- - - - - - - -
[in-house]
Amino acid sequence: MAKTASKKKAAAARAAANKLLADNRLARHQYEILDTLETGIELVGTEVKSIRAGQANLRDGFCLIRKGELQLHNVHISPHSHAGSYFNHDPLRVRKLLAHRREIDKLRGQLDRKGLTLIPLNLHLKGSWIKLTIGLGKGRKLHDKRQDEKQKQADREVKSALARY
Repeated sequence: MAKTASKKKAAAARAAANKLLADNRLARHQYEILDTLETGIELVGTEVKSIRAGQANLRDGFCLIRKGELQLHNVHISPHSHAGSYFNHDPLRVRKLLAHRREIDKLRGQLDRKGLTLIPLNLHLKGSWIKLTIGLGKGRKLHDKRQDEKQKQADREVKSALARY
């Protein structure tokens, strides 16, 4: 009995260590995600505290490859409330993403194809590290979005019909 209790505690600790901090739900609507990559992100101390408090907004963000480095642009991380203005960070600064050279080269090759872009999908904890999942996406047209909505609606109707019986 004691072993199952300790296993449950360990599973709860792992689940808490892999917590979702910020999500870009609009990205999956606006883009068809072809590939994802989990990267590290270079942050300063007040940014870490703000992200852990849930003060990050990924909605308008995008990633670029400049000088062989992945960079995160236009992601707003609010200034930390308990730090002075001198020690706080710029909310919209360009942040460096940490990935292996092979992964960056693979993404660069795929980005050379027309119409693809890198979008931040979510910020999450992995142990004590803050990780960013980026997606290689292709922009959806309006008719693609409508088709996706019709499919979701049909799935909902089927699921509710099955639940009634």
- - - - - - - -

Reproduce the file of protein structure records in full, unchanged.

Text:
[in-house]
Amino acid sequence: MAKTASKKKAAAARAAANKLLADNRLARHQYEILDTLETGIELVGTEVKSIRAGQANLRDGFCLIRKGELQLHNVHISPHSHAGSYFNHDPLRVRKLLAHRREIDKLRGQLDRKGLTLIPLNLHLKGSWIKLTIGLGKGRKLHDKRQDEKQKQADREVKSALARY
Repeated sequence: MAKTASKKKAAAARAAANKLLADNRLARHQYEILDTLETGIELVGTEVKSIRAGQANLRDGFCLIRKGELQLHNVHISPHSHAGSYFNHDPLRVRKLLAHRREIDKLRGQLDRKGLTLIPLNLHLKGSWIKLTIGLGKGRKLHDKRQDEKQKQADREVKSALARY
């Protein structure tokens, strides 16, 4: 009995260590995600505290490859409330993403194809590290979005019909 209790505690600790901090739900609507990559992100101390408090907004963000480095642009991380203005960070600064050279080269090759872009999908904890999942996406047209909505609606109707019986 004691072993199952300790296993449950360990599973709860792992689940808490892999917590979702910020999500870009609009990205999956606006883009068809072809590939994802989990990267590290270079942050300063007040940014870490703000992200852990849930003060990050990924909605308008995008990633670029400049000088062989992945960079995160236009992601707003609010200034930390308990730090002075001198020690706080710029909310919209360009942040460096940490990935292996092979992964960056693979993404660069795929980005050379027309119409693809890198979008931040979510910020999450992995142990004590803050990780960013980026997606290689292709922009959806309006008719693609409508088709996706019709499919979701049909799935909902089927699921509710099955639940009634």